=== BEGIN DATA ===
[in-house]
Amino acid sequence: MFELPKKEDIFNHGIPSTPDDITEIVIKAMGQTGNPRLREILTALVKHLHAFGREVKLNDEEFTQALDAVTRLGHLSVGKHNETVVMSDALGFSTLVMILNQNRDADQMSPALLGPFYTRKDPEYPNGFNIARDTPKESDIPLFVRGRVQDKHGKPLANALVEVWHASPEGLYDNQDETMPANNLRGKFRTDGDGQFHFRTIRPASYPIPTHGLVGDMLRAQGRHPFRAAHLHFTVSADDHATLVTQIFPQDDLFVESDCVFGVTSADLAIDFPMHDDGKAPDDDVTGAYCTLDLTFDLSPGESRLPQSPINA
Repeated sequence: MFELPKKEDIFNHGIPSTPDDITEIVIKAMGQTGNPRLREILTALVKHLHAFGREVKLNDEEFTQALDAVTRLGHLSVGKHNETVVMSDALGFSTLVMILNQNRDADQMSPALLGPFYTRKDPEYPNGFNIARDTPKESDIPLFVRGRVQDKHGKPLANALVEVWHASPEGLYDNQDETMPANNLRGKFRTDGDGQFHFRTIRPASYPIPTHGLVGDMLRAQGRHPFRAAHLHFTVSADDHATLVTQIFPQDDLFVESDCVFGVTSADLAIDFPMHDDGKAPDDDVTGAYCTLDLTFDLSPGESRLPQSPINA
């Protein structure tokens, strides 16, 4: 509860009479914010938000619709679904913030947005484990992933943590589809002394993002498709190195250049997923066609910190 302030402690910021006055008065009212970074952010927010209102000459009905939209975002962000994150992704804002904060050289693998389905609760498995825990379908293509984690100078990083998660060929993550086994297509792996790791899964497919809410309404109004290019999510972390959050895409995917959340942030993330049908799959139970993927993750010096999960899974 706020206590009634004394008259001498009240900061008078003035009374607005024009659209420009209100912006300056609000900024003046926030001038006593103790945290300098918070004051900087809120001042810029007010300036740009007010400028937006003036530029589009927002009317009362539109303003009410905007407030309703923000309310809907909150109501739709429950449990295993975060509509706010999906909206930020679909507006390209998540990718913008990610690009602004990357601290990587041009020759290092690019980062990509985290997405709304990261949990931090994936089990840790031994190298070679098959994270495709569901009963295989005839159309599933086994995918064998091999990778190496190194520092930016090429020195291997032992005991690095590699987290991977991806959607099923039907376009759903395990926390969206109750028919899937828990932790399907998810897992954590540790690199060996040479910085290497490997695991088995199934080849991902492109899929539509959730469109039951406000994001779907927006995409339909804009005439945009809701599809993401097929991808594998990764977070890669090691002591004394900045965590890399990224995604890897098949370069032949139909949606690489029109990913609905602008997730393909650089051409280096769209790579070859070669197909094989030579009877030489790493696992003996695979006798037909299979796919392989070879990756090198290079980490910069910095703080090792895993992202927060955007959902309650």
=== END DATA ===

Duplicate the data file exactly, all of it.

[in-house]
Amino acid sequence: MFELPKKEDIFNHGIPSTPDDITEIVIKAMGQTGNPRLREILTALVKHLHAFGREVKLNDEEFTQALDAVTRLGHLSVGKHNETVVMSDALGFSTLVMILNQNRDADQMSPALLGPFYTRKDPEYPNGFNIARDTPKESDIPLFVRGRVQDKHGKPLANALVEVWHASPEGLYDNQDETMPANNLRGKFRTDGDGQFHFRTIRPASYPIPTHGLVGDMLRAQGRHPFRAAHLHFTVSADDHATLVTQIFPQDDLFVESDCVFGVTSADLAIDFPMHDDGKAPDDDVTGAYCTLDLTFDLSPGESRLPQSPINA
Repeated sequence: MFELPKKEDIFNHGIPSTPDDITEIVIKAMGQTGNPRLREILTALVKHLHAFGREVKLNDEEFTQALDAVTRLGHLSVGKHNETVVMSDALGFSTLVMILNQNRDADQMSPALLGPFYTRKDPEYPNGFNIARDTPKESDIPLFVRGRVQDKHGKPLANALVEVWHASPEGLYDNQDETMPANNLRGKFRTDGDGQFHFRTIRPASYPIPTHGLVGDMLRAQGRHPFRAAHLHFTVSADDHATLVTQIFPQDDLFVESDCVFGVTSADLAIDFPMHDDGKAPDDDVTGAYCTLDLTFDLSPGESRLPQSPINA
């Protein structure tokens, strides 16, 4: 509860009479914010938000619709679904913030947005484990992933943590589809002394993002498709190195250049997923066609910190 302030402690910021006055008065009212970074952010927010209102000459009905939209975002962000994150992704804002904060050289693998389905609760498995825990379908293509984690100078990083998660060929993550086994297509792996790791899964497919809410309404109004290019999510972390959050895409995917959340942030993330049908799959139970993927993750010096999960899974 706020206590009634004394008259001498009240900061008078003035009374607005024009659209420009209100912006300056609000900024003046926030001038006593103790945290300098918070004051900087809120001042810029007010300036740009007010400028937006003036530029589009927002009317009362539109303003009410905007407030309703923000309310809907909150109501739709429950449990295993975060509509706010999906909206930020679909507006390209998540990718913008990610690009602004990357601290990587041009020759290092690019980062990509985290997405709304990261949990931090994936089990840790031994190298070679098959994270495709569901009963295989005839159309599933086994995918064998091999990778190496190194520092930016090429020195291997032992005991690095590699987290991977991806959607099923039907376009759903395990926390969206109750028919899937828990932790399907998810897992954590540790690199060996040479910085290497490997695991088995199934080849991902492109899929539509959730469109039951406000994001779907927006995409339909804009005439945009809701599809993401097929991808594998990764977070890669090691002591004394900045965590890399990224995604890897098949370069032949139909949606690489029109990913609905602008997730393909650089051409280096769209790579070859070669197909094989030579009877030489790493696992003996695979006798037909299979796919392989070879990756090198290079980490910069910095703080090792895993992202927060955007959902309650």